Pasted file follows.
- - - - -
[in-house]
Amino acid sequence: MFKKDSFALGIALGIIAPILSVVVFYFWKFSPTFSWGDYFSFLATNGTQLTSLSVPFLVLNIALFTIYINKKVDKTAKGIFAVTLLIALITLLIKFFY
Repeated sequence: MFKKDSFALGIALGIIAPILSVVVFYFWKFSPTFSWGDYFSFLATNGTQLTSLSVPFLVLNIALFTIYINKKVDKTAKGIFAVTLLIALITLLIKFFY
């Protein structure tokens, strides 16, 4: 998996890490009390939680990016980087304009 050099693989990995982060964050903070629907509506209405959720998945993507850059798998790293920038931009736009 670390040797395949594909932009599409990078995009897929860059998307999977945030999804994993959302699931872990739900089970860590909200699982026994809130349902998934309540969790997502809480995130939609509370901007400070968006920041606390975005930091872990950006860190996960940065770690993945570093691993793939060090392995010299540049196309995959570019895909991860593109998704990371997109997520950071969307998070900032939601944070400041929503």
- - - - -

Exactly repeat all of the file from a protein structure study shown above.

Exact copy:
[in-house]
Amino acid sequence: MFKKDSFALGIALGIIAPILSVVVFYFWKFSPTFSWGDYFSFLATNGTQLTSLSVPFLVLNIALFTIYINKKVDKTAKGIFAVTLLIALITLLIKFFY
Repeated sequence: MFKKDSFALGIALGIIAPILSVVVFYFWKFSPTFSWGDYFSFLATNGTQLTSLSVPFLVLNIALFTIYINKKVDKTAKGIFAVTLLIALITLLIKFFY
């Protein structure tokens, strides 16, 4: 998996890490009390939680990016980087304009 050099693989990995982060964050903070629907509506209405959720998945993507850059798998790293920038931009736009 670390040797395949594909932009599409990078995009897929860059998307999977945030999804994993959302699931872990739900089970860590909200699982026994809130349902998934309540969790997502809480995130939609509370901007400070968006920041606390975005930091872990950006860190996960940065770690993945570093691993793939060090392995010299540049196309995959570019895909991860593109998704990371997109997520950071969307998070900032939601944070400041929503």